Mathematics

Lovely Lisa Long Leg and Heil Hitler Screaming Nazi once again visit the Stupid Donald Trump Follower’s office in the mathematics department:

Lovely Liberal Lisa: Heil Trump!

Stupid Donald Trump Follower: Well, that’s better than what we had before, but I am still not convinced such does anybody any favors.

Two days ago, before returning from Israel, my fiancee Kalliopi and I had a very nice dinner in a kosher restaurant near Rehovot in the company of Eilam Gross, Zohar Komargodski, and Zohar's wife Olga. 
The name of Eilam should be familiar to regulars of this blog as he wrote a couple of guest posts here, in similar occasions (in the first case it was a few before the Higgs discovery was announced, when the signal was intriguing but not yet decisive; and in the second case it was about the 750 GeV resonance, which unfortunately did not concretize into a discovery). As for Zohar, he is a brilliant theorist working in applications of quantum field theory. He is young but already won several awards, among them the prestigious New Horizons in Physics prize.
A false history of science was used to initiate colonial education, in support of colonialism. This false history persists. In a recent article about decolonizing mathematics, for instance, Professor Karen Brodie asserts that, “Much, though certainly not all, of mathematics was created by dead white men.”

This is not true.

During the Pamplona, Spain, "Running of the Bulls" you won't need all of the ambulances that are placed along the route, so how do event organizers know where they should be? Statistics helps know. 

Experts have studied the bull runs of the last six years (a total of 48 races) in order to identify the risks that exist. As you might anticipate, absent an extraordinary event, like a terrorist attack or alien invasion, the risk to one set, the runners and the bulls, are the bulls themselves, the runners and the route. Runners may incur slight injuries such a falls, scratches or breakages, or even being gored. The bulls can suffer physical consequences such as broken horns or hooves. 

UK bookmakers will undoubtedly benefit from three of the home nations (England, Northern Ireland and Wales) making it to the Euro 2016 finals. But if you want to bet with your head, rather than your heart, where should you put your money?

You might be surprised that there is sometimes a way that you can bet and be guaranteed to win. If you can find the right set of odds and put the right amount of money on each outcome, you will win back more than the total amount you bet, no matter what happens. For example, with the following odds, if you bet a total of £73 across the different teams left in the tournament, you’d be guaranteed to have a final balance of at least £99.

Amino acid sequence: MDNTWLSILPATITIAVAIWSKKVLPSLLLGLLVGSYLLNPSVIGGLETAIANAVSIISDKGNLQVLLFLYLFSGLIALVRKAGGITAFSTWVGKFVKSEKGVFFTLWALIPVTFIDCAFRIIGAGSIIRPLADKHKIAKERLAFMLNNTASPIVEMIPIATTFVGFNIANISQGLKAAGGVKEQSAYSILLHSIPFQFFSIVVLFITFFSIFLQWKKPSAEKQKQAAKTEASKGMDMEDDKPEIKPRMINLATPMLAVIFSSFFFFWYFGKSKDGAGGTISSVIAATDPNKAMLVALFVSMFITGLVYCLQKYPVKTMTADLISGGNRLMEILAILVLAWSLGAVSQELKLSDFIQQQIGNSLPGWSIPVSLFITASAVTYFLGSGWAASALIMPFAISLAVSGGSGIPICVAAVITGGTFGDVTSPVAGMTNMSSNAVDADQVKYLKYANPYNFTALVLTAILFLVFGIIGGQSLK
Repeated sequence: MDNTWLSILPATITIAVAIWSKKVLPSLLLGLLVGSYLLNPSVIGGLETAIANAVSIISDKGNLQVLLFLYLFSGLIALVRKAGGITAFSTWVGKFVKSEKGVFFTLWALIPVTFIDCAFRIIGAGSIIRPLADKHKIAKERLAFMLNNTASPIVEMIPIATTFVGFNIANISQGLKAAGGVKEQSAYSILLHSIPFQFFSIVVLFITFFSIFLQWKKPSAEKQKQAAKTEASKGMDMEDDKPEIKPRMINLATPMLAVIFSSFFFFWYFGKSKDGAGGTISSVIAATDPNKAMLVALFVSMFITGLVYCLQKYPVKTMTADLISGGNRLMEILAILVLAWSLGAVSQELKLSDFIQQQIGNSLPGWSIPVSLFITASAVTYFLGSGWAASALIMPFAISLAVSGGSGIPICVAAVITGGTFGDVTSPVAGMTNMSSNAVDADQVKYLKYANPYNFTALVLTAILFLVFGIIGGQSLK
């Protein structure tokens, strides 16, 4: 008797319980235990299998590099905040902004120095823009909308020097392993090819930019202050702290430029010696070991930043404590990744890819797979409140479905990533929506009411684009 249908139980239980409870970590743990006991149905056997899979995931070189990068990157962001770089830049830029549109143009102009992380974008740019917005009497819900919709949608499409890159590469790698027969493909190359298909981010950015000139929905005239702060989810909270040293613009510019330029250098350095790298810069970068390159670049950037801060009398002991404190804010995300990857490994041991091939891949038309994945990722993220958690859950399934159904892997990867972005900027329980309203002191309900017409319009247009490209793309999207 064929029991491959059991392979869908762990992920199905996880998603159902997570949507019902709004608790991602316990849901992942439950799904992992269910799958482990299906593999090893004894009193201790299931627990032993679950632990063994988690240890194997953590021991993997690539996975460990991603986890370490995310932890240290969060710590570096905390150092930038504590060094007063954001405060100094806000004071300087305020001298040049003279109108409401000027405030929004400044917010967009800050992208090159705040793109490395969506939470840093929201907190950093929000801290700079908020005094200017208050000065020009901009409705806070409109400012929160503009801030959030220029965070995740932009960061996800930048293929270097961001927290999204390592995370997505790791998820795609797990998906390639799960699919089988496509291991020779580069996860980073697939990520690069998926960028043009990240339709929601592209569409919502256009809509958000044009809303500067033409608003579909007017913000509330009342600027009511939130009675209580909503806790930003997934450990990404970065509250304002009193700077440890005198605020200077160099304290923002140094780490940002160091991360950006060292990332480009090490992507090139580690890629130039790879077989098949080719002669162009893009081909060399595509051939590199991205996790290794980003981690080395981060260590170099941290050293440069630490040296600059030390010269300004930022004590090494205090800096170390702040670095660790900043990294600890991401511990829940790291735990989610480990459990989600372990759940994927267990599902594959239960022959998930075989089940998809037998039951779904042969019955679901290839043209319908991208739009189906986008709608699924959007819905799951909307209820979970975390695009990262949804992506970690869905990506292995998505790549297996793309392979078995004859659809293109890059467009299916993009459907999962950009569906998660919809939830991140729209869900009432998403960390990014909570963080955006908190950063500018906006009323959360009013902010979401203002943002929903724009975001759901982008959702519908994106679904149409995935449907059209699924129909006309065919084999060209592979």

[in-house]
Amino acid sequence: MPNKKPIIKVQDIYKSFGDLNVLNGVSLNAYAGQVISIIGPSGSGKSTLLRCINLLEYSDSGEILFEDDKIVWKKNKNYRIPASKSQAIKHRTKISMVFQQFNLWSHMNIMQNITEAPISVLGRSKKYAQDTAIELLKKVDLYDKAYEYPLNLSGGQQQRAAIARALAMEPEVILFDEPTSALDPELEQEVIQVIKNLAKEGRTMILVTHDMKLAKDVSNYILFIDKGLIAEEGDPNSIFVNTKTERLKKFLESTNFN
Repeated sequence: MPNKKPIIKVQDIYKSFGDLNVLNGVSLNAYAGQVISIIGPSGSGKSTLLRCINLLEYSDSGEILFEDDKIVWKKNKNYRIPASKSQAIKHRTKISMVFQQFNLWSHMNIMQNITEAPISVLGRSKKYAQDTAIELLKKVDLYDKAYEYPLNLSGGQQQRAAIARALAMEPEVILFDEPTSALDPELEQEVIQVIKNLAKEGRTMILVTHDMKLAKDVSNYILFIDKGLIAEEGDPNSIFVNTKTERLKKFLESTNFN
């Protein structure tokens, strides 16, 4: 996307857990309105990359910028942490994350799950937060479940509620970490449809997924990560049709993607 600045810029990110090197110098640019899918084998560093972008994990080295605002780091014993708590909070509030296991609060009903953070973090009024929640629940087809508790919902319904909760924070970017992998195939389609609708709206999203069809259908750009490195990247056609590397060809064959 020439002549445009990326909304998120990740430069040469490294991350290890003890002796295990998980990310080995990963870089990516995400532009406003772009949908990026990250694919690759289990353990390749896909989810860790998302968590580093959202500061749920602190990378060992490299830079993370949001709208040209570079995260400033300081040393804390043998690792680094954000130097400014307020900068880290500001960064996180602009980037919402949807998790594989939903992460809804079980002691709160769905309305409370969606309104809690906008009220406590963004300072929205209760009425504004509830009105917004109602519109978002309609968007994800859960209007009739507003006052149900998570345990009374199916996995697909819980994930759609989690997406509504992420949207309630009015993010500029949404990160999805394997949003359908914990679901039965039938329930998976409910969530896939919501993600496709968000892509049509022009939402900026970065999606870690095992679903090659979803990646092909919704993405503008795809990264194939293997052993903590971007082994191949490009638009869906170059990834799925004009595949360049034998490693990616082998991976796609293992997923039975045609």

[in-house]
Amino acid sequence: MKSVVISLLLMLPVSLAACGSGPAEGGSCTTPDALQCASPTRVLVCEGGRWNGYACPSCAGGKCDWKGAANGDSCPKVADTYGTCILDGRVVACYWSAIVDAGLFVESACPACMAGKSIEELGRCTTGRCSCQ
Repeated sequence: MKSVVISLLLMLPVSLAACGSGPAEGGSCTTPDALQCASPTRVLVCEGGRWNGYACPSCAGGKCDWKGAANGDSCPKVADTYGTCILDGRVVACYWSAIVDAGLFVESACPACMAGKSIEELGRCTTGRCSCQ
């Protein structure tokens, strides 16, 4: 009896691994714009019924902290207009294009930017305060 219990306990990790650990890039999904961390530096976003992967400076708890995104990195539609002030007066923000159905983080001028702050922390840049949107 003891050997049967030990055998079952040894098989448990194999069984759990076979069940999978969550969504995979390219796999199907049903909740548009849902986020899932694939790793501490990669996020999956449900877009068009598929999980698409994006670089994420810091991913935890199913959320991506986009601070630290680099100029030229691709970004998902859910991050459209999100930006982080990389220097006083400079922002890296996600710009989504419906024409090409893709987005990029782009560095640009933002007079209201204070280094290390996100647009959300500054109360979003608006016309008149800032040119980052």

Sometimes we all just want to take a day off, be it from work or school. In the classic 1980s movie “Ferris Bueller’s Day Off”, which is celebrating its 30th anniversary, the title character spent his day off gallivanting around Chicago, seeing the sights and even hijacking a parade.

Unlike the super-confident Ferris, most of us would probably worry about getting caught if we took off like that. But is that fear really justified?

The 'maths gender gap' was eliminated in the United States during the Bush administration under the No Child Left Behind program, and it has closed substantially in European countries and parts of Asia as well. Where do young women still lag in math? In societies with poor rates of gender equality, according to the American Economic Review.

After being one of the few who picked the Mets to make it to the postseason in 2015, NJIT Mathematical Sciences Professor and Associate Dean Bruce Bukiet has published his projections of how the standings should look at the end of Major League Baseball's 2016 season.

And things look good for the Mets again.

Football teams have been wearing numbers since Arsenal experimented with putting their players in numbered shirts in 1928 (it didn’t bring them much luck – they lost 3-2 to Sheffield Wednesday). But it was Manchester United that made the number seven shirt iconic by putting their best players in it – perhaps most famously David Beckham, who said:

“Beware of false knowledge; it is more dangerous than ignorance.” - George Bernard Shaw, Man and Superman, 1903.

It ain’t what you don’t know that gets you into trouble. It’s what you know for sure that just ain’t so. Mark Twain (1835-1910)


The Fallacy:

The so-called “Greenhouse effect” is one of the most persistent fallacies in popular science. It is a flawed speculation left over from the late 19th century, when it was first entertained by such scientific luminaries as Joseph Fourier, John Tyndall, and Svante Arrhenius.

In fact, however, the so-called “greenhouse gases” do not “trap” infrared energy radiated from the surface of the Earth, as proposed; they merely slow its inevitable return to outer space.